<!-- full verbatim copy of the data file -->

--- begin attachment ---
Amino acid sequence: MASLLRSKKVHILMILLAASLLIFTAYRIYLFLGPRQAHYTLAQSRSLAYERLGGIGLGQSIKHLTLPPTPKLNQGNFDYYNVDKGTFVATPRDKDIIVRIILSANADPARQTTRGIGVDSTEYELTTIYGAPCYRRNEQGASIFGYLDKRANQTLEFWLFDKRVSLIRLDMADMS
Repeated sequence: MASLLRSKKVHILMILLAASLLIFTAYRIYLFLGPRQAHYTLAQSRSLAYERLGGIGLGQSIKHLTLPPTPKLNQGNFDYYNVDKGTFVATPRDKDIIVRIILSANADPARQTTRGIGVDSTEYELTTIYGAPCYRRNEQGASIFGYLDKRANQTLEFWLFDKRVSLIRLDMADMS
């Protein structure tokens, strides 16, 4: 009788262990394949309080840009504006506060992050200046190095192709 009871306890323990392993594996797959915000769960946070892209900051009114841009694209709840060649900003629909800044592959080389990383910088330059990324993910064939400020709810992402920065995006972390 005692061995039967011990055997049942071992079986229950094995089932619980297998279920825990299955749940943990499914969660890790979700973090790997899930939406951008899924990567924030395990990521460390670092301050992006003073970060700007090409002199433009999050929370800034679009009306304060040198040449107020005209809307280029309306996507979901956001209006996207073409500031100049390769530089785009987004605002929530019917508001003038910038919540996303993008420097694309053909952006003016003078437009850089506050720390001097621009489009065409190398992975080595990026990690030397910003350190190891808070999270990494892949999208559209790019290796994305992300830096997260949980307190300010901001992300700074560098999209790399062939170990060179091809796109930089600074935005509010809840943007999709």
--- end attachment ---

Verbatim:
Amino acid sequence: MASLLRSKKVHILMILLAASLLIFTAYRIYLFLGPRQAHYTLAQSRSLAYERLGGIGLGQSIKHLTLPPTPKLNQGNFDYYNVDKGTFVATPRDKDIIVRIILSANADPARQTTRGIGVDSTEYELTTIYGAPCYRRNEQGASIFGYLDKRANQTLEFWLFDKRVSLIRLDMADMS
Repeated sequence: MASLLRSKKVHILMILLAASLLIFTAYRIYLFLGPRQAHYTLAQSRSLAYERLGGIGLGQSIKHLTLPPTPKLNQGNFDYYNVDKGTFVATPRDKDIIVRIILSANADPARQTTRGIGVDSTEYELTTIYGAPCYRRNEQGASIFGYLDKRANQTLEFWLFDKRVSLIRLDMADMS
């Protein structure tokens, strides 16, 4: 009788262990394949309080840009504006506060992050200046190095192709 009871306890323990392993594996797959915000769960946070892209900051009114841009694209709840060649900003629909800044592959080389990383910088330059990324993910064939400020709810992402920065995006972390 005692061995039967011990055997049942071992079986229950094995089932619980297998279920825990299955749940943990499914969660890790979700973090790997899930939406951008899924990567924030395990990521460390670092301050992006003073970060700007090409002199433009999050929370800034679009009306304060040198040449107020005209809307280029309306996507979901956001209006996207073409500031100049390769530089785009987004605002929530019917508001003038910038919540996303993008420097694309053909952006003016003078437009850089506050720390001097621009489009065409190398992975080595990026990690030397910003350190190891808070999270990494892949999208559209790019290796994305992300830096997260949980307190300010901001992300700074560098999209790399062939170990060179091809796109930089600074935005509010809840943007999709």